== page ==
Santorum will win Louisiana, and Gingrich will get out, but Romney will start picking up endorsements, including, I expect, from three of the following four men: Paul Ryan, Scott Walker, Tommy Thompson and Ron Johnson. And then Romney will win Wisconsin convincingly and the pressure will be on for Santorum to bow out. He may limp along to Pennsylvania, win his home state on April 24th (and nothing else), and then get out with a ringing final speech that will set him up for a future in the party.
I was all over this -- except for the part about Gingrich formally getting out; he's informally thrown in the towel, and no one is paying him any attention anymore. I called the Ryan and Johnson endorsements, which were probably in the bag for Romney weeks or months ago, and were trotted out over the weekend for maximum exposure before the primary. And I called Romney winning Wisconsin convincingly -- as it turned out, he won by seven points, after Waukesha County came in late last night.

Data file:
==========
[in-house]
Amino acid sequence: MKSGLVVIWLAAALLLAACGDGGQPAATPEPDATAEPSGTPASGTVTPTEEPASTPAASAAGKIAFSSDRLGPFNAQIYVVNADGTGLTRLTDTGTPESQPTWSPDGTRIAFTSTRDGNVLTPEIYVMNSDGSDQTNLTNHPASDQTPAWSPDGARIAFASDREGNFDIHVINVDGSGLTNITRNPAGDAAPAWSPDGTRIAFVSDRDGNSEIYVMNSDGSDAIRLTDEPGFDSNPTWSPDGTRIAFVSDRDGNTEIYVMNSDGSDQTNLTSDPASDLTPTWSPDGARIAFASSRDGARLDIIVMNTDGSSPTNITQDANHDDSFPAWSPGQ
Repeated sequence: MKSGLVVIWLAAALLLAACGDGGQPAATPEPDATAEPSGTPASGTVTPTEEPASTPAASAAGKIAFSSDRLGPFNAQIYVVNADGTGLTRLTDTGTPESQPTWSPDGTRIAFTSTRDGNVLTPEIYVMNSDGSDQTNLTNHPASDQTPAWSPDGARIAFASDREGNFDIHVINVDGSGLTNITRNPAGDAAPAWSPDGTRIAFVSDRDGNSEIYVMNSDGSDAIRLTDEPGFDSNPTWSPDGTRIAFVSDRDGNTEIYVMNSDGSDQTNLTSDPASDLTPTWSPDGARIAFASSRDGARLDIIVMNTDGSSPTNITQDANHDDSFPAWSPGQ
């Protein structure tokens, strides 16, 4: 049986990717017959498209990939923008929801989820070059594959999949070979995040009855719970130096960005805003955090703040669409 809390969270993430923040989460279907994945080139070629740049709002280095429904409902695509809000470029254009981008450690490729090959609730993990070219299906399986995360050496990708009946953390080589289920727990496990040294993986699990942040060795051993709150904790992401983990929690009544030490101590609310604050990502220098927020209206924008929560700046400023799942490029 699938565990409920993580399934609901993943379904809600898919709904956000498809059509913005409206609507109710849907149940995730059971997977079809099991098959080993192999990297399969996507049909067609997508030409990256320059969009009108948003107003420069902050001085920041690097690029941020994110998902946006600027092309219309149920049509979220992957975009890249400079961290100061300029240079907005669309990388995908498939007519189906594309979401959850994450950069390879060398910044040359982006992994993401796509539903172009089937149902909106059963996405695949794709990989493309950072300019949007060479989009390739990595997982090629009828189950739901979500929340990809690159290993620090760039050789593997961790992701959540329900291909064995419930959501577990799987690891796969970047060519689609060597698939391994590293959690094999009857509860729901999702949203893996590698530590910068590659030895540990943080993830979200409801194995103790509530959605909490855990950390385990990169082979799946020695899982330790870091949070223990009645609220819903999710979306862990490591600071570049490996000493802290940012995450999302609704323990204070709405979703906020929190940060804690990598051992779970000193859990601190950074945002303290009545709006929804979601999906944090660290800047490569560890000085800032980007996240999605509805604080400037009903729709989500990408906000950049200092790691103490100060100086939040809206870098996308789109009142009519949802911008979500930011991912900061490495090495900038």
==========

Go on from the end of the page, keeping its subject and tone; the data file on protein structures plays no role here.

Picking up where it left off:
So, here's the rub.... I think it is very important for the GOP for Santorum to bow out sooner rather than later. If he hangs on through Pennsylvania on April 24, he might win there (at this point I don't think so), but he won't win anywhere else that day. But, then -- and here's the tempation he has to avoid -- the calendar gets better for him in May, and he could actually string together victories in the South (NC, Arkansas, Kentucky, WV, Texas) and Midwest (Indiana, Nebraska). But those victories would not get him any closer to the nomination, because Romney's delegate lead is insurmountable at this point. So all it would do would be to weaken Romney, and waste two more months of his time when he could be focusing on Obama.
I like Santorum. I voted for him yesterday here in Wisconsin. He ran a great campaign, and it has to be frustrating for him to think that he came within three points in Michigan, and one point in Ohio, at points in the campaign where he might have gotten over the hump with a victory.
But it's time to go.